Amos van der Merwe presents Secrets posted at rolbos, saying, “This is a bilingual blog (mostly English) about the life and times of a small town in the Kalahari. The theme (utterly un-South African) is goodness, fairness and kindness.” A wonderful story of man versus nature and compassion for life.
Laxmi Hariharan presents Dare to be an Indie Author? posted at Young Adult, saying, “I am a writer, technophile and dare I say, a futurist, with a penchant for chai and growing eye-catching flowers. Wanderlust drove me out of my home country India to travel across Asia, and I lived in Singapore and Hong Kong before coming home to London. I am inspired by Indian mythology; I draw from the stories my grandmother narrated to me as a child. It is in acknowledging my roots that I found my voice. When not writing, I love walking in the woods with my soulmate and indulging my inner geek.” This post gives great advice about whether the road to self publishing is for you and includes a checklist.
Christopher Lord presents Turning Over New Leaves posted at Dickens Junction, saying, “A first-time novelist makes his way toward publication of the opening novel in his mystery series.” It’s always interesting to read about the various roads toward publication, especially if it has a happy ending.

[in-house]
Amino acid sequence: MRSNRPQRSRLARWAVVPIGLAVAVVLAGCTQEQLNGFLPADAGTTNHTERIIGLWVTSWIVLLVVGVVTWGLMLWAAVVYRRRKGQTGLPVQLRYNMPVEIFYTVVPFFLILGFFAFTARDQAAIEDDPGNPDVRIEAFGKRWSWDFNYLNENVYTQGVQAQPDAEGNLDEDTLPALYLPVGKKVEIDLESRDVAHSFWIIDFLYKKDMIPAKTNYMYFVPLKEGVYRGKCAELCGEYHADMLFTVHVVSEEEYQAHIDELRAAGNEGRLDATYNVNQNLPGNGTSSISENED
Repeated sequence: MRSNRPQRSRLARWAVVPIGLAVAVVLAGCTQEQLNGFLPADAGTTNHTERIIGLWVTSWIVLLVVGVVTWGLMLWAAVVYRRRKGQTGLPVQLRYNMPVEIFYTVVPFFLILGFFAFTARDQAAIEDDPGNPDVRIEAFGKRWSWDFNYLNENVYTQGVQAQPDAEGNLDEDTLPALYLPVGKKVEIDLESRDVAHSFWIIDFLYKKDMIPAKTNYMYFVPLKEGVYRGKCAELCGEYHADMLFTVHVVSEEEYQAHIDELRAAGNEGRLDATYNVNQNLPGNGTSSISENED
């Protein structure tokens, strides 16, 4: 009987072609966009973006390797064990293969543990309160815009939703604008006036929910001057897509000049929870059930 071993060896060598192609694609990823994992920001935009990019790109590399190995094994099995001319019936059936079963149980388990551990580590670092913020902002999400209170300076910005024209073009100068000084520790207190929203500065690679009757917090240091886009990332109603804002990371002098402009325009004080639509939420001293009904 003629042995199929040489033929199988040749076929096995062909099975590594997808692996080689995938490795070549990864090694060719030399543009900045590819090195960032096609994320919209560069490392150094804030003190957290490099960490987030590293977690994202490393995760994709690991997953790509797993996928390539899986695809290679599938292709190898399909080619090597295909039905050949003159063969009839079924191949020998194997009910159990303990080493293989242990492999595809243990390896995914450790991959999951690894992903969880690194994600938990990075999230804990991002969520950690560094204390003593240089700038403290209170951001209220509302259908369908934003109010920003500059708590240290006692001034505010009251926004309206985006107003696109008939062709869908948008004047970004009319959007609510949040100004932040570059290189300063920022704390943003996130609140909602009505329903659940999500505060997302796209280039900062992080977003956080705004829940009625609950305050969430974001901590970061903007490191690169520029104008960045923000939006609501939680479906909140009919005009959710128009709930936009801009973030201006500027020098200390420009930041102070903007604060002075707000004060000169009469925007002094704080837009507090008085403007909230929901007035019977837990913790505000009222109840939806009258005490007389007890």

Justin Cohen presents How a Story Could Save Your Life posted at Justin Cohen, saying, “Great stories are mesmerizing; they engage and entertain like nothing else and it appears if you’re a young virgin facing a psychopathic king, they may just save your life.” Smart use of analogy here that explores a different way to feed the reader’s need for entertainment.
Catrina Barton presents Have Confidence posted at Kitty’s Inner Thoughts, saying, “One of the main keys to becoming a successful writer, is practice, practice, practice. This post is about the second most important key.” This is apt advice. Nothing ventured, nothing gained …
A. D. Joyce presents Three Rules for Writing posted at Sweepy Jean Explores the (Webby) World. This is my take on the three most important considerations for a writer. After following these rules, the sky’s the limit.
“Kayfey” “Inprettyprint” & “Angry Goblin” presents Kenneth L. Welsh (Feb. 12, 1923 – Feb. 23, 2007) posted at In Pretty Print – A Writing and Artist Life…Ongoing, saying, “In Memory of my Dad – Oftentimes, we speak of the famous authors who inspire us. But, my father shaped me to become a storyteller first.” A lovely and touching tribute to a writer’s personal hero.
Megan Held presents Foreshadowing posted at Mysterious Writings, saying, “Foreshadowing is a handy tool that writers can utilize in their own writing. I explain what it is, how it is used and use a personal example from one of my novels. My aim is to help writers that are stuck with how to start a novel or want to try something new.” This is a very good post on a device that can be quite effective if used properly.
time to reveal the mask underneath the mask
therefore the end of the carnival
© Third Sunday Blog Carnival, 2012